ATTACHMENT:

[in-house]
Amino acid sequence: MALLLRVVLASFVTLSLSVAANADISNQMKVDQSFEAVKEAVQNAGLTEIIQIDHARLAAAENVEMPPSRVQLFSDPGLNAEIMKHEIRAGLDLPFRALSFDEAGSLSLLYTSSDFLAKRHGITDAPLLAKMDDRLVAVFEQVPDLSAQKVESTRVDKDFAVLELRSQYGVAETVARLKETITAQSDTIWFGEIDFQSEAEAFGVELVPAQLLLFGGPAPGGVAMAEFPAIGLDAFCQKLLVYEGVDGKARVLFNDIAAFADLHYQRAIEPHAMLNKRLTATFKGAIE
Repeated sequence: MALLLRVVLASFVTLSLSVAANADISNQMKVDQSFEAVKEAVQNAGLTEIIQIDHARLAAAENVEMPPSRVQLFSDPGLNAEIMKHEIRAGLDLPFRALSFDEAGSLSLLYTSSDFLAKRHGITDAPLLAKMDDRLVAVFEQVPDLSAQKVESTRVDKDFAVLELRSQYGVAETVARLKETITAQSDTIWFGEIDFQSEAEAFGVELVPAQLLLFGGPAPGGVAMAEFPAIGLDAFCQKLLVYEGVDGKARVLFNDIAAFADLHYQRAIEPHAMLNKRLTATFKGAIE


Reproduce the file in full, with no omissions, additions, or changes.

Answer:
[in-house]
Amino acid sequence: MALLLRVVLASFVTLSLSVAANADISNQMKVDQSFEAVKEAVQNAGLTEIIQIDHARLAAAENVEMPPSRVQLFSDPGLNAEIMKHEIRAGLDLPFRALSFDEAGSLSLLYTSSDFLAKRHGITDAPLLAKMDDRLVAVFEQVPDLSAQKVESTRVDKDFAVLELRSQYGVAETVARLKETITAQSDTIWFGEIDFQSEAEAFGVELVPAQLLLFGGPAPGGVAMAEFPAIGLDAFCQKLLVYEGVDGKARVLFNDIAAFADLHYQRAIEPHAMLNKRLTATFKGAIE
Repeated sequence: MALLLRVVLASFVTLSLSVAANADISNQMKVDQSFEAVKEAVQNAGLTEIIQIDHARLAAAENVEMPPSRVQLFSDPGLNAEIMKHEIRAGLDLPFRALSFDEAGSLSLLYTSSDFLAKRHGITDAPLLAKMDDRLVAVFEQVPDLSAQKVESTRVDKDFAVLELRSQYGVAETVARLKETITAQSDTIWFGEIDFQSEAEAFGVELVPAQLLLFGGPAPGGVAMAEFPAIGLDAFCQKLLVYEGVDGKARVLFNDIAAFADLHYQRAIEPHAMLNKRLTATFKGAIE